Did you know that Dave Matthews, singer, songwriter, and now famous rock star was a bartender? He’d written 4 songs and it took the urgings of one of his customers to get his music out there. He got up the courage to approach some local musicians he’d heard in the places he worked and they skeptically listened. “How should we play them?” “Well I like the way you play, so play it however you would interpret it.” Enter stardom, right this way please.
I’ve been learning a very sad song, Grace is Gone, one Matthews wrote after his stepdad died. (Grace was an analogy for their loving relationship.) Grace has been a theme this week and the story of Dave Matthews’ success fits in with much of what we’ve been talking about here on M.A.C. As you know, I’m a big believer in personal responsibility, creating your own success and putting yourself in the right environment. I have no time for toxic people, for cynics, for meanness. It’s as easy to lift someone up as it is to put them down. At the same time, It’s impossible to release your Creative Beast if you are a hermit and don’t get some help; some grace. You get what you ask for, if you are surrounded by toxic people, you might want to find out if that’s what you are putting out there. Getting help from supportive and loving people is one of my favorite forms of Grace.
The Dave Matthews story is quite a parable. First off, he’s a bartender, he’s not a professor of music, not a Music Row executive, not some famous guy. He was the guy who fixed your rum and coke and got you a bag of Doritos from the black metal rack next to the lottery tickets. It’s obvious now, but who knew he was a genius when he was wiping down the bar? It makes me wonder, how many talented people do you see everyday without knowing it? How many artists are delivering your packages, teaching in your kid’s school or standing next to you in line at the movies? Do you look for the genius in people? In you?
The next part of the Dave story is he just had four songs. He didn’t have a catalogue, he had FOUR songs when he got together with his band. He didn’t wait for his work to be “finished” he had the faith in his inspiration to go with what he had. How many times have I let work die on the vine, waiting for it to get “finished”? Perfection is elusive and it’s perfectly alright to put your work out there. Your message is your message, don’t be too harsh a judge, waiting for perfection is just another form of procrastination. Creative resistance knows all of our weaknesses!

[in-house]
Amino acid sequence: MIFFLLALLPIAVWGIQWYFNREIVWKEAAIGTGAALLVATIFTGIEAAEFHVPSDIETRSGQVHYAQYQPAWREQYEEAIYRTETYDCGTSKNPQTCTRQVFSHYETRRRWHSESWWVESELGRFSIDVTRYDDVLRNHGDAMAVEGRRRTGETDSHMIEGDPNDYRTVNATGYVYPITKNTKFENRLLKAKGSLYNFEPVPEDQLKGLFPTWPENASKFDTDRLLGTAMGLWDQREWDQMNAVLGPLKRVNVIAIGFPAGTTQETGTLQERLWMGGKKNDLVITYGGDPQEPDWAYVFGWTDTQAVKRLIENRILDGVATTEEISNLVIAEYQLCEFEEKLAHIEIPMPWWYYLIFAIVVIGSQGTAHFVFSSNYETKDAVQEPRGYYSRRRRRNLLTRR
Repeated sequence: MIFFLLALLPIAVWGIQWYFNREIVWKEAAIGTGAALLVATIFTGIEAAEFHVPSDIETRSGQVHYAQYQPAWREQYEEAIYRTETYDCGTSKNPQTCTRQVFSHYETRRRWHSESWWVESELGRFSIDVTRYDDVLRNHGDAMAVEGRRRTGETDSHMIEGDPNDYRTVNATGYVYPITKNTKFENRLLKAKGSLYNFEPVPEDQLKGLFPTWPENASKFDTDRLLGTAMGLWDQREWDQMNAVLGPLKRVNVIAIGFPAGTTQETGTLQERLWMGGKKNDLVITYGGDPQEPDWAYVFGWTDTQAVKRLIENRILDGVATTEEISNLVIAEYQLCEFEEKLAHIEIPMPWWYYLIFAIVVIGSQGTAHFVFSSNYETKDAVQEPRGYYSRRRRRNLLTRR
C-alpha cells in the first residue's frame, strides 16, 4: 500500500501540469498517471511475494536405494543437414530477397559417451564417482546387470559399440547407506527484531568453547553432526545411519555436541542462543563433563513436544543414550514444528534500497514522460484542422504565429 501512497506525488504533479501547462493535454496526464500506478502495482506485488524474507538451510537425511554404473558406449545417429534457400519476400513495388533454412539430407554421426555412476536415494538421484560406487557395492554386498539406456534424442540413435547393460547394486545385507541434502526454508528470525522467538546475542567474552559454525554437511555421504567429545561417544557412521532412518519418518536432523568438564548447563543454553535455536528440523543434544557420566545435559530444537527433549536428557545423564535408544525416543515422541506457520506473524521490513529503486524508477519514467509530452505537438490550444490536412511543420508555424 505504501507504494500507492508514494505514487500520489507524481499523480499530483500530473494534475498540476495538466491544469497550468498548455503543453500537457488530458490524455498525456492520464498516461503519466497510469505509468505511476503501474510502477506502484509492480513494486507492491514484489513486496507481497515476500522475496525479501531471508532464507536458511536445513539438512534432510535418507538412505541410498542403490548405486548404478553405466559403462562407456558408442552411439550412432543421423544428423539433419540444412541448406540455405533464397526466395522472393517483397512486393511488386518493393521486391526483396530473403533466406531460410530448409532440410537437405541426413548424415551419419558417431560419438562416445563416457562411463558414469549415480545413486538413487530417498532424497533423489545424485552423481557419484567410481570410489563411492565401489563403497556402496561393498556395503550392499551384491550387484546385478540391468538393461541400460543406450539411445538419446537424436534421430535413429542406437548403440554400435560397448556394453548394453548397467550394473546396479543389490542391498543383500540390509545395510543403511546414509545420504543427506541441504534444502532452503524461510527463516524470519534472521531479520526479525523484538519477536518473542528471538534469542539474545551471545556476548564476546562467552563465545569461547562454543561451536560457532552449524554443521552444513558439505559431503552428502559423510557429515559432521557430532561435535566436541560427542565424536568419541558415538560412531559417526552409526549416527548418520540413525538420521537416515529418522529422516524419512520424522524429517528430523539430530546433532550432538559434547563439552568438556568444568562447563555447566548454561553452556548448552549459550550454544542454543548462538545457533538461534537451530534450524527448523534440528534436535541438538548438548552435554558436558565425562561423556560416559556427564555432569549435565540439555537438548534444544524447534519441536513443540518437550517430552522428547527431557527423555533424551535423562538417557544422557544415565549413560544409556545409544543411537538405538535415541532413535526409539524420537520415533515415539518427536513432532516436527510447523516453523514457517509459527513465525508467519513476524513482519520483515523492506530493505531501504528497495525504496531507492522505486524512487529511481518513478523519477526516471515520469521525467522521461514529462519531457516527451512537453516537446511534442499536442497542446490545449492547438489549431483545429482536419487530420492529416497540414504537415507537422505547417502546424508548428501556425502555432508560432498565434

Next, it took a friend to encourage Dave to pursue his music dream. Dave was reluctant to play or sing his songs in front of others. Attorney Ross Hoffman, Dave’s customer, convinced him to show his work to the folks who became the members of his band. Did you hear that? A famous rock star was afraid to play his stuff for a local musician! It took the encouragement of a friend to bring out his music, to set him on the way to fulfilling his destiny. Don’t you wish you had a friend who believed in you so strongly that he was willing to push you out of your comfort zone? Wouldn’t it be great if you could do that for someone? Today Dave is a famous singer, singing his work and that of others’ and he was reluctant to sing at all! Thank you Grace, for friends!
Next lesson? Dave trusted his fellow musicians. Trust and teamwork are a big part of success, success is a team sport. Dave realized that his musician friends were good enough to interpret his work and let them have the creative freedom to make his songs their own. When I am tempted to show I am the smartest guy in the room, it’s nice to remember to breathe a little and listen. Sometimes collaboration is just what the doctor ordered. The Dave Mathews band, born of this collaboration, is still together, making music as a very successful team.
Even the song Grace Is Gone has a graceful ending. After Dave recorded the song a recording label executive pronounced it to be too sad for his album. The song was relegated to the place unrecorded songs go, right next to rejected manuscripts and unmet dreams. The song got out to fans anyway and became a stable of his shows. Grace was the centerpiece of an album of other rejected songs, Busted Stuff, a year later, one of the band’s best works. Grace abounds, it can’t be hidden in a closet forever.
So, no, I don’t have the time or energy to waste on those who think grace is a myth, who think giving is another form of enabling. Giving encouragement, learning to trust, helping each other to rise up is why I founded Middle Aged Crazy and I am so happy to see that so many people are connecting here. After all, if one of the most successful performers in our times was willing to ask for a little help from his friends, who am I to be a hermit? What else? When help is offered, when inspiration shows up, when Grace is everywhere, you have to allow it and accept it. Dave did, otherwise, he’d still be getting your refills.